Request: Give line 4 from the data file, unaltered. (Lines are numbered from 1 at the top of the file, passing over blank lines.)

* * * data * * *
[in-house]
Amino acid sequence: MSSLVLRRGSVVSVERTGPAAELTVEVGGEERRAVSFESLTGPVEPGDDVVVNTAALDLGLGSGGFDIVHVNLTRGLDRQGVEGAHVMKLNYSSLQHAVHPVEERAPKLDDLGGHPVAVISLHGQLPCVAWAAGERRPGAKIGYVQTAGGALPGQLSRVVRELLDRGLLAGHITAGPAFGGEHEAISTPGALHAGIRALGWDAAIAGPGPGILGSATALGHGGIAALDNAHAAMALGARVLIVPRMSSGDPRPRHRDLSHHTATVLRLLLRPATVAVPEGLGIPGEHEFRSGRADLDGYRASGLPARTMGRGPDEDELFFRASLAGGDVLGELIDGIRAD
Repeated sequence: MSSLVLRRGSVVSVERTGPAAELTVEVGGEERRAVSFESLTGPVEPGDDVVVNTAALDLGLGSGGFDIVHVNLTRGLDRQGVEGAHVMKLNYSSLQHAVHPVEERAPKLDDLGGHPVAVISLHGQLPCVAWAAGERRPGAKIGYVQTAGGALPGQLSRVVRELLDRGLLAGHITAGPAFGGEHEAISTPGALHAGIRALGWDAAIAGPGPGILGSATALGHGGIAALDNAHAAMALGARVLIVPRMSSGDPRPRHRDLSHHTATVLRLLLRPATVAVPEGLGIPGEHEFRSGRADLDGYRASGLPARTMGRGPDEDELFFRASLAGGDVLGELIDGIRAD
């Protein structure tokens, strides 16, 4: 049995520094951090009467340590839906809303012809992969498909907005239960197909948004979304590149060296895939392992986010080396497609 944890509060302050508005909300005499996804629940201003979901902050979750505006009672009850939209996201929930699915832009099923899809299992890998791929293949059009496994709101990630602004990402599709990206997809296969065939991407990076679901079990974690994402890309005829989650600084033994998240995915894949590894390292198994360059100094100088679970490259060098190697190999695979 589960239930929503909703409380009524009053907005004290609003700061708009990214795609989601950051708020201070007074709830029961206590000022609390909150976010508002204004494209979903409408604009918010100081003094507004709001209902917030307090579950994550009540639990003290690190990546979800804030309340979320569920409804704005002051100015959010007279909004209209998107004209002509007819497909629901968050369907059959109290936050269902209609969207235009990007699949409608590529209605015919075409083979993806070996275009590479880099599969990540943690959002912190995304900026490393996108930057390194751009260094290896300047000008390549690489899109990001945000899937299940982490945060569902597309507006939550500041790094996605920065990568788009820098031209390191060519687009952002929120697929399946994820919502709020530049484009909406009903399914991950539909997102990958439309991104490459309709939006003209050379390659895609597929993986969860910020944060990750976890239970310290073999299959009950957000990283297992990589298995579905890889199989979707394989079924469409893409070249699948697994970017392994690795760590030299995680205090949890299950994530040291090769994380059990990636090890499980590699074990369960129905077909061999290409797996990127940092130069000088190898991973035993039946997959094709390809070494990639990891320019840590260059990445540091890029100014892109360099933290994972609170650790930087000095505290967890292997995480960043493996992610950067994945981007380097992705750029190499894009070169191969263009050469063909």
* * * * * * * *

């Protein structure tokens, strides 16, 4: 049995520094951090009467340590839906809303012809992969498909907005239960197909948004979304590149060296895939392992986010080396497609 944890509060302050508005909300005499996804629940201003979901902050979750505006009672009850939209996201929930699915832009099923899809299992890998791929293949059009496994709101990630602004990402599709990206997809296969065939991407990076679901079990974690994402890309005829989650600084033994998240995915894949590894390292198994360059100094100088679970490259060098190697190999695979 589960239930929503909703409380009524009053907005004290609003700061708009990214795609989601950051708020201070007074709830029961206590000022609390909150976010508002204004494209979903409408604009918010100081003094507004709001209902917030307090579950994550009540639990003290690190990546979800804030309340979320569920409804704005002051100015959010007279909004209209998107004209002509007819497909629901968050369907059959109290936050269902209609969207235009990007699949409608590529209605015919075409083979993806070996275009590479880099599969990540943690959002912190995304900026490393996108930057390194751009260094290896300047000008390549690489899109990001945000899937299940982490945060569902597309507006939550500041790094996605920065990568788009820098031209390191060519687009952002929120697929399946994820919502709020530049484009909406009903399914991950539909997102990958439309991104490459309709939006003209050379390659895609597929993986969860910020944060990750976890239970310290073999299959009950957000990283297992990589298995579905890889199989979707394989079924469409893409070249699948697994970017392994690795760590030299995680205090949890299950994530040291090769994380059990990636090890499980590699074990369960129905077909061999290409797996990127940092130069000088190898991973035993039946997959094709390809070494990639990891320019840590260059990445540091890029100014892109360099933290994972609170650790930087000095505290967890292997995480960043493996992610950067994945981007380097992705750029190499894009070169191969263009050469063909």